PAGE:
I miss you guys and can’t wait until we can visit in person.

Love always…Pat.

[hugmamma here:These words brought tears to my eyes and a lump to my throat. Lucky for me, I married her brother…and gained…a loving…lovely…younger sister.]

I was with three other patients towards a back corner of the room. We were all facing one another and it seemed as though we were in our own separate sitting area. I thought “Wouldn’t it be fun if we were all chatting gaily while having mani-pedis???” Hmmm…I wonder if the Oncology Department has a suggestion box?

Before going in for my treatment, Brad and I went to visit his parents. I think it helped for them to see me looking like my old self. When they offered lunch, I was so hungry I said “YES, PLEASE!!!”

Evidently I’d not had enough, because after my treatment I went to Costco’s food court while Brad was in Home Depot. I felt no guilt as I enjoyed a mocha freeze. I need the calories!

Took my home meds. Much easier with regular pills that dissolve more readily than the gel-coated capsules. Still tastes yucky though!

Over the weekend I had started a food journal as the dietitian I’m seeing had suggested. It made me aware of what I was eating which is something I want to continue. Journaling also ensured I ate…AND made smarter choices. At least I think I did. What I’m not certain about is if I ate enough. I emailed the information to the dietitian, so I’ll see what she says.

Browsed through my cancer-fighting cookbook and made a shopping list. Looking forward to trying the recipes.They sound pretty good and I think my family would enjoy them as well. Most of them contain ingredients which I already have or which I readily recognize. I’m sure I can find what I need at Whole Foods or in the organics/health foods sections of our local grocery stores. I must confess to only recently discovering these aisles. Imagine how shocked my shopping cart was…as it rolled warily through uncharted territory!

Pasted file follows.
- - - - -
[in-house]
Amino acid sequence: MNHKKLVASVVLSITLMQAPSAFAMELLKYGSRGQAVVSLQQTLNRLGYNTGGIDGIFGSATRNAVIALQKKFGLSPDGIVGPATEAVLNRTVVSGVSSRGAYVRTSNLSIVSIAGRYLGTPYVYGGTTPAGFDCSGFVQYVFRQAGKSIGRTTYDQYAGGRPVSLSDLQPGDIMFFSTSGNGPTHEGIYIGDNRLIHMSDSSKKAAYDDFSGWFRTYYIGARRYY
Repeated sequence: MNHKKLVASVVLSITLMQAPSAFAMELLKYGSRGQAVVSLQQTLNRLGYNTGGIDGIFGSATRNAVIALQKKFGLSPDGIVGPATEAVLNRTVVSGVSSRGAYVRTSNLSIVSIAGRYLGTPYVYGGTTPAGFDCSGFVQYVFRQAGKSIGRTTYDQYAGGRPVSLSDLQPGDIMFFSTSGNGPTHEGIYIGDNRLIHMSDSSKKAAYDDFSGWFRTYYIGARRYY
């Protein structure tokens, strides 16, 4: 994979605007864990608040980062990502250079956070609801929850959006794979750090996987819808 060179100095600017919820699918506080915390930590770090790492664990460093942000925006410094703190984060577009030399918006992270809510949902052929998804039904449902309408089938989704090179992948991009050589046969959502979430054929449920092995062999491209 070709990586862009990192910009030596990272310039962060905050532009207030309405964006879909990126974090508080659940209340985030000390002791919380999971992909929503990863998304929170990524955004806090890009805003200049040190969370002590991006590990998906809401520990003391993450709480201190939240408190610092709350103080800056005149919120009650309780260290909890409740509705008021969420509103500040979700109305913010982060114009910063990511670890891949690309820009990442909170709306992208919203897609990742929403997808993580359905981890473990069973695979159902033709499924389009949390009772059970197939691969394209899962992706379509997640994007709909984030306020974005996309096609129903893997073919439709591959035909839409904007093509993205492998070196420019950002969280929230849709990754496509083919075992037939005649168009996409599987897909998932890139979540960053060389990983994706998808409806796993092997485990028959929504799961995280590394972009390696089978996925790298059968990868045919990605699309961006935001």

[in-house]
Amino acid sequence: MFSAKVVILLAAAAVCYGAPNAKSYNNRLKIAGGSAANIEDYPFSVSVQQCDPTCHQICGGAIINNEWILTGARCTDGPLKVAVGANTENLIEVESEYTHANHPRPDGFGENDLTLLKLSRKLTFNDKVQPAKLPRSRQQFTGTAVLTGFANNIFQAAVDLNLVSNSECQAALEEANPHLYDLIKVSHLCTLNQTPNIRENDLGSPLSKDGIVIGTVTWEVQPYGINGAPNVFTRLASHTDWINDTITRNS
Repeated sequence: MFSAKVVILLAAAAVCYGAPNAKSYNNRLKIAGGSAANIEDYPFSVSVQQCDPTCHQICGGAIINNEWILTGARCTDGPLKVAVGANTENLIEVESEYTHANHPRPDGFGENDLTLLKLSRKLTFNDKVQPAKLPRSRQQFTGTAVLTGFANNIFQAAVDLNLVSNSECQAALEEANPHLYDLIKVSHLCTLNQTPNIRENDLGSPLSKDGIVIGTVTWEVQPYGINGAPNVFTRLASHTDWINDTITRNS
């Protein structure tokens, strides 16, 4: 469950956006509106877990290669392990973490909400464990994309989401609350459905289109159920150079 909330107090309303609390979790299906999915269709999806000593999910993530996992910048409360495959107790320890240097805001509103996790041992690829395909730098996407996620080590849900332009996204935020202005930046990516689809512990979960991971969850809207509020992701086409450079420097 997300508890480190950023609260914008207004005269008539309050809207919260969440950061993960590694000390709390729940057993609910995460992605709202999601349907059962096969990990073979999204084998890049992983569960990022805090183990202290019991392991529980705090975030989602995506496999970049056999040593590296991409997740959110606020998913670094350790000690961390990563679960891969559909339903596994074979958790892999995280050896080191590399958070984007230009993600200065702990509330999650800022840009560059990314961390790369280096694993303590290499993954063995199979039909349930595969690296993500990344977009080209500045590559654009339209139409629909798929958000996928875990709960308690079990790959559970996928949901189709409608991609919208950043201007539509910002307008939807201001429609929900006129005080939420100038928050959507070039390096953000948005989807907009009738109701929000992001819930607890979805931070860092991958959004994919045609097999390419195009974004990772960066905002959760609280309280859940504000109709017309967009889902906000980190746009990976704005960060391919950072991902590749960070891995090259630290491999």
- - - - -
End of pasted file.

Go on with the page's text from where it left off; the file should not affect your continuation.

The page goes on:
Looking forward to the weekend. Have a Reiki session with Mica on Sunday morning. And the State Soccer Tournament is also this weekend. Aiden’s high school team, MPI, is the number one seed for Division II.

That’s it for another “new normal” day. I’m going to try and get some sleep so I’m not dragging tomorrow. I’ve got a lot of healthy shopping to do!

Love you always…[and your family].

…and hugs to all who continue to offer…love and support.

…pat………and hugmamma.

living her best life…#22

Received the following from Pat on Saturday, 1/31/15.

Hi hugmamma…

Just checking in.

Today was nice and sunny with just enough trades to keep the house cool.

I had an appointment with Dr. Burke [the naturopath] today. I updated him on the meds I’m taking, and how my first two [chemotherapy] treatments went. He says we’re on the right path regarding the homeopathic supplements he’s given me.

As always, I felt better afterwards.

Mica [my niece] came over this afternoon for a Reiki session with me. It was wonderful. She set up her table outside on the back patio, in the shade. I was looking up at the sky. It’s difficult to explain how it felt…but I was comfortable and relaxed the entire time. Mica said my body was “humming” with life…not in a Frankenstein-ish way…but in a good way!!! LOL!!!

Family friends Tami and Steve also stopped by to drop off some Chinese soup, which I’m enjoying as I write. 

Tami and I were team parents for MPI, [my son] Aiden’s high school soccer team. Her son is a year younger so she’s still a team parent this year. 

Generously, Tami explained that she’s organizing other parents to provide meals for my family once a week. I said I didn’t want folks going to a lot of trouble, but she explained that it would be completely voluntary. No one would be pressured to participate. I thanked her, knowing Ethan and Brad will definitely be appreciative.

I enjoyed the post about Alzheimer’s, and will follow Greg O’Brien’s story. 

It’s amazing how many “stories” are out there, and the resilience and strength demonstrated by the storytellers.